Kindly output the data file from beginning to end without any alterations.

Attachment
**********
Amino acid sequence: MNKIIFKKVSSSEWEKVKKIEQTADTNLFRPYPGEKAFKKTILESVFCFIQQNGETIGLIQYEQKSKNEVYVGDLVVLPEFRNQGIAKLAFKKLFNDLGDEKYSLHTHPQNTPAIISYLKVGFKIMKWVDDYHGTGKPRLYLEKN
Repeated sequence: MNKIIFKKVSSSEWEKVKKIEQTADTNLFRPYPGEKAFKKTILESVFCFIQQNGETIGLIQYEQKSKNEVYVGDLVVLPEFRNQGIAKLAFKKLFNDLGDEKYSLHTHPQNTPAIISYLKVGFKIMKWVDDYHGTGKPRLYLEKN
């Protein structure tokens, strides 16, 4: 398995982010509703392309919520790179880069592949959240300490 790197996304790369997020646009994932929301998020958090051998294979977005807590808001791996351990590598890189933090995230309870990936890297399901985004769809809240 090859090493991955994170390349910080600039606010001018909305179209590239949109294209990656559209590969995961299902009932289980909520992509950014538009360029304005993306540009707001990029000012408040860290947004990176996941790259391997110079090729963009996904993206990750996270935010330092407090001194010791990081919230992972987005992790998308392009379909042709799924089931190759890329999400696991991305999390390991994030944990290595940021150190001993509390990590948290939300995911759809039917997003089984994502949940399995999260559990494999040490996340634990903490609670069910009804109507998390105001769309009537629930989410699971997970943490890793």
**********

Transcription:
Amino acid sequence: MNKIIFKKVSSSEWEKVKKIEQTADTNLFRPYPGEKAFKKTILESVFCFIQQNGETIGLIQYEQKSKNEVYVGDLVVLPEFRNQGIAKLAFKKLFNDLGDEKYSLHTHPQNTPAIISYLKVGFKIMKWVDDYHGTGKPRLYLEKN
Repeated sequence: MNKIIFKKVSSSEWEKVKKIEQTADTNLFRPYPGEKAFKKTILESVFCFIQQNGETIGLIQYEQKSKNEVYVGDLVVLPEFRNQGIAKLAFKKLFNDLGDEKYSLHTHPQNTPAIISYLKVGFKIMKWVDDYHGTGKPRLYLEKN
């Protein structure tokens, strides 16, 4: 398995982010509703392309919520790179880069592949959240300490 790197996304790369997020646009994932929301998020958090051998294979977005807590808001791996351990590598890189933090995230309870990936890297399901985004769809809240 090859090493991955994170390349910080600039606010001018909305179209590239949109294209990656559209590969995961299902009932289980909520992509950014538009360029304005993306540009707001990029000012408040860290947004990176996941790259391997110079090729963009996904993206990750996270935010330092407090001194010791990081919230992972987005992790998308392009379909042709799924089931190759890329999400696991991305999390390991994030944990290595940021150190001993509390990590948290939300995911759809039917997003089984994502949940399995999260559990494999040490996340634990903490609670069910009804109507998390105001769309009537629930989410699971997970943490890793």